“I am a trusted advisor.” That is how the man described himself when he approached me at the end of a conference.

We had gathered to discuss the implications of the Royal Commission into banking and finance and how that industry could emerge with a stronger ethical backbone.

“What is the best way to get that ethical message across?” asked the man in front of me.

Well, part of the problem was right there on his business card. You can’t self-nominate trust. You have to earn it. You can’t appropriate it yourself with a wishful job title or marketing slogan. You have to do the work and leave it to others to decide if you can be trusted. Or not.

A greater focus on trust itself

Trust has been seen as a top business priority and growing in importance over the past few years, especially after the Global Financial Crisis of 2007 where people’s life savings were misused by the people in institutions that had promised to take care of them. The rise of the populist Occupy movement four years later was a warning shot to those in power that resonated globally.

However, much of the conversation since then about the poor reputation of business has failed to come to terms with the enormity of the task ahead. Trust is often spoken about as the currency that allows companies the privilege of taking care of another person’s wealth.

Not so much is said about the process of getting there – or even whether trust is the outcome companies should be focused on.

After all, having people’s trust does not necessarily mean that you are trustworthy.

Dealing in deception

Why should “trust” not be an end in itself? Well, US stockbroker and financial advisor Bernie Madoff was widely trusted by his wealthy investors before they realised they had been collectively fleeced of $US64.8 billion in the largest Ponzi scheme in history.

 

Closer to home in Australia, conman Hamish McLaren took $7.66 million from 15 separate victims – many of whom were referred to him by friends and family. McLaren was so trusted that one woman handed over her divorce settlement without even asking his last name.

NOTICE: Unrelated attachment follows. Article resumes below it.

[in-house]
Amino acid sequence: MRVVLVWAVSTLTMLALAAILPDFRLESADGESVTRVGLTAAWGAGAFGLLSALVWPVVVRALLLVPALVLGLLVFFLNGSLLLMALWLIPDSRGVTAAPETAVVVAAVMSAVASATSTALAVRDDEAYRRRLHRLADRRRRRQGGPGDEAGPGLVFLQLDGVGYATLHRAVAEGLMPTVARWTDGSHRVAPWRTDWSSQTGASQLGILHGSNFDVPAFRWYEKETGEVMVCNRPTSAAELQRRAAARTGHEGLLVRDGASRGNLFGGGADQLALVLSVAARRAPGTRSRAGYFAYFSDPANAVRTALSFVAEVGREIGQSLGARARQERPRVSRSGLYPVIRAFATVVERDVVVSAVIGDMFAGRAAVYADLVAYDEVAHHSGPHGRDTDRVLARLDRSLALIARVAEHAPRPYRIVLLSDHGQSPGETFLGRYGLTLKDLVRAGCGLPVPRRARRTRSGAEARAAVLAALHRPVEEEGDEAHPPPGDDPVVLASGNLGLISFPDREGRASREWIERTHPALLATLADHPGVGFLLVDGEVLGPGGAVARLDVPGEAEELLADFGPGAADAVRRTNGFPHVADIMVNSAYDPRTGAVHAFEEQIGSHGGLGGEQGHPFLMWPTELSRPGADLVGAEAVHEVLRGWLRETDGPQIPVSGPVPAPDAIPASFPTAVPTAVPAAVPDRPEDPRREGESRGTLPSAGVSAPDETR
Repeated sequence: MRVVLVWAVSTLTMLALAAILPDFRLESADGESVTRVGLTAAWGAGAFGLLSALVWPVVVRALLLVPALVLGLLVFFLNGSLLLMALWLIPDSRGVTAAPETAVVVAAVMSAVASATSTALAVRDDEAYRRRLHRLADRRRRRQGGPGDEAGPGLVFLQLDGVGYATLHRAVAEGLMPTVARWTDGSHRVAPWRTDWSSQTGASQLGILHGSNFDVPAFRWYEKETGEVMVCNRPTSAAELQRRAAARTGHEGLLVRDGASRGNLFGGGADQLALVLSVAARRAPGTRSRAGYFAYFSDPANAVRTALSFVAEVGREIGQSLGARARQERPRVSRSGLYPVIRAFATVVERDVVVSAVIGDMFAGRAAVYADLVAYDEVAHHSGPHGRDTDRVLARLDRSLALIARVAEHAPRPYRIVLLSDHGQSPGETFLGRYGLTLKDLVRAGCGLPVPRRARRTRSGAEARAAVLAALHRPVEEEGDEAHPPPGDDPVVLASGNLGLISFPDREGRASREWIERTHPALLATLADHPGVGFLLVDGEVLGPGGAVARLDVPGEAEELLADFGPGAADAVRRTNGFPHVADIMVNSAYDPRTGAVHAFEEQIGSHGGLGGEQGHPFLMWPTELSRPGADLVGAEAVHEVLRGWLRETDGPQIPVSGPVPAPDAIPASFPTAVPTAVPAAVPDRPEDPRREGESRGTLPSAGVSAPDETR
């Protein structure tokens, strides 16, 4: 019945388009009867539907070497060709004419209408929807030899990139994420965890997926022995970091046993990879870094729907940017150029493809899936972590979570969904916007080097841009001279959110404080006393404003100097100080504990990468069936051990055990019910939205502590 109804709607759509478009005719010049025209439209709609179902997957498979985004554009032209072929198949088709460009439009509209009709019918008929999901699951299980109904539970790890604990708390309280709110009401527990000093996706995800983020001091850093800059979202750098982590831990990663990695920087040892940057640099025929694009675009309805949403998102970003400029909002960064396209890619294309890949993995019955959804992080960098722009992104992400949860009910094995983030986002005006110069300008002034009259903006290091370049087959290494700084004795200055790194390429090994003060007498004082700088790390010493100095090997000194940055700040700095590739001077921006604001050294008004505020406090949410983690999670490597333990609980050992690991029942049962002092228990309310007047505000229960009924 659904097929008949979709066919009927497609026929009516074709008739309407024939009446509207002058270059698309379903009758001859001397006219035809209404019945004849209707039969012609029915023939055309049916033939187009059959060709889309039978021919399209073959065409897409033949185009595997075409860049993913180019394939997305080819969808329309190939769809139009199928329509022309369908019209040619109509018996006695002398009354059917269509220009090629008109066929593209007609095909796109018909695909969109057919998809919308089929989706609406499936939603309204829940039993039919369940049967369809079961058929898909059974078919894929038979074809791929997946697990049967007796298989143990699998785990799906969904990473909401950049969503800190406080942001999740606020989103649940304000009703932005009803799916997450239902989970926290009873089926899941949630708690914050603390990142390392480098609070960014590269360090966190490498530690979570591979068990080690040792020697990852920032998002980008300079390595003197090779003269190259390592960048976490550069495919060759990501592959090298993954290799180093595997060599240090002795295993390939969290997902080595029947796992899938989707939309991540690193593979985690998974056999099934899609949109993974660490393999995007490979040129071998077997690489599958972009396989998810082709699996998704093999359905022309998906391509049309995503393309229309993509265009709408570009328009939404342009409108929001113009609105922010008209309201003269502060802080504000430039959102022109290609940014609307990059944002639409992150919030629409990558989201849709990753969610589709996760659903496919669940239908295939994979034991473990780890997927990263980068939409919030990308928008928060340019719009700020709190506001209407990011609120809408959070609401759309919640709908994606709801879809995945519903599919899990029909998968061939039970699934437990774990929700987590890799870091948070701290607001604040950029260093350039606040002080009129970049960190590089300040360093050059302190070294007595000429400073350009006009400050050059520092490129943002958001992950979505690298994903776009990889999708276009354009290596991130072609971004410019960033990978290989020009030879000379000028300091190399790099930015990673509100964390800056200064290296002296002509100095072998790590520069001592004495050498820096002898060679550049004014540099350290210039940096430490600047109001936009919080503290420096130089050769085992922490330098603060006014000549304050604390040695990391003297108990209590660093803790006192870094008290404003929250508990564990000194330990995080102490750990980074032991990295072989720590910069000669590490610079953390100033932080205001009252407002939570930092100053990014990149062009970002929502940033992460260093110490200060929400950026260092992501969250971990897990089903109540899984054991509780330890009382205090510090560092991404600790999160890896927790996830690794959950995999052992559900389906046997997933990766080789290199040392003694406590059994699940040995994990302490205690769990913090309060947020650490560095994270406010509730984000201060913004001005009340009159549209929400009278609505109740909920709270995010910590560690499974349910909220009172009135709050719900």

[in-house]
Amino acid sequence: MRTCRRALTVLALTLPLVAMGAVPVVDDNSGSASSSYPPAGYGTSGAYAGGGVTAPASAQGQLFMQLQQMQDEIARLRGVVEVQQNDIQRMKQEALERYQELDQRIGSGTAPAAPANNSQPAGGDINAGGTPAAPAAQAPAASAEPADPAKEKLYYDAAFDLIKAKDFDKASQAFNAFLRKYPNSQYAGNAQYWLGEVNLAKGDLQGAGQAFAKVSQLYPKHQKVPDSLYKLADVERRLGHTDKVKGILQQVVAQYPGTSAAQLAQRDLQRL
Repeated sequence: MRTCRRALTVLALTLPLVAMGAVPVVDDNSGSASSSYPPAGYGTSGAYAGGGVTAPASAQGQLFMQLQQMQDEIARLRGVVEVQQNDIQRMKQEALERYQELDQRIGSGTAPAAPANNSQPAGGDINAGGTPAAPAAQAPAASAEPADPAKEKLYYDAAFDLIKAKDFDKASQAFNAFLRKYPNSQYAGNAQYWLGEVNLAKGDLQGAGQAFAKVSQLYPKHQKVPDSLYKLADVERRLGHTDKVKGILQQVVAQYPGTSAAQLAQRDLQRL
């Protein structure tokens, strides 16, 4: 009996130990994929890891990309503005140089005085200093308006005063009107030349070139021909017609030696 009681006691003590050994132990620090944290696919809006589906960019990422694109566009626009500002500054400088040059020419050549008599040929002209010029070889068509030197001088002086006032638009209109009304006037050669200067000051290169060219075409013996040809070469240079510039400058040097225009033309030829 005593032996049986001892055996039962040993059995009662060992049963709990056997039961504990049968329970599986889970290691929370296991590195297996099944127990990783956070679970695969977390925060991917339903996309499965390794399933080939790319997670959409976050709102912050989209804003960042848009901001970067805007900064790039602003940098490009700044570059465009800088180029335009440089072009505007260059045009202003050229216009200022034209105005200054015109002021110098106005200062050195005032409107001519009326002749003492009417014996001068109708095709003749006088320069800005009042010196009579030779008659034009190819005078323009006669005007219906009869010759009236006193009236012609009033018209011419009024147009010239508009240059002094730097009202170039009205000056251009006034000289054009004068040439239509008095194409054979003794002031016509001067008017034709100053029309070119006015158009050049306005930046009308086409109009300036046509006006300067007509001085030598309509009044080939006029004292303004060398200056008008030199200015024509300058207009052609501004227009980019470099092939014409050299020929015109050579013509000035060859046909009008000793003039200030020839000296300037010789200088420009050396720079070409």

McLaren is the subject of The Australian newspaper’s most recent podcast series “Who the Hell is Hamish?”.

Trust, by itself, is not always what it is cracked up to be.

Restoring confidence and trust

So the question is not “How can we get people to trust us again?”, but should be instead “What can we do to become trustworthy?”. Organisations need to focus on the process of getting there, rather than the result. It will take time, there needs to be consistency in behaviour and there’s an element of forgiveness that needs to be addressed.

Forgiveness means that the forgiver needs to believe that you won’t behave that way again. Declaring your best intentions doesn’t work, it needs to be seen.

Being trustworthy means that people in your organisation behave ethically because it’s the right thing to do, not because it will make people trust them again. A reputation for trustworthiness is, again, not something you can just anoint yourself with.

A solid reputation is bestowed upon you and comes through an accumulation of other people’s personal experiences of you and your work.

Legendary investor Warren Buffett, the chairman of Berkshire Hathaway, has provided the business world with a wealth of pithy and insightful quotes through his annual letters to shareholders.

One is said to be: “It takes 20 years to build a reputation and five minutes to ruin it. If you think about that, you’ll do things differently”.

This article was originally written for members of The Ethics Alliance. The Alliance brings organisations together to place ethics at the centre of how we do business.

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Should “trust” be an end in itself?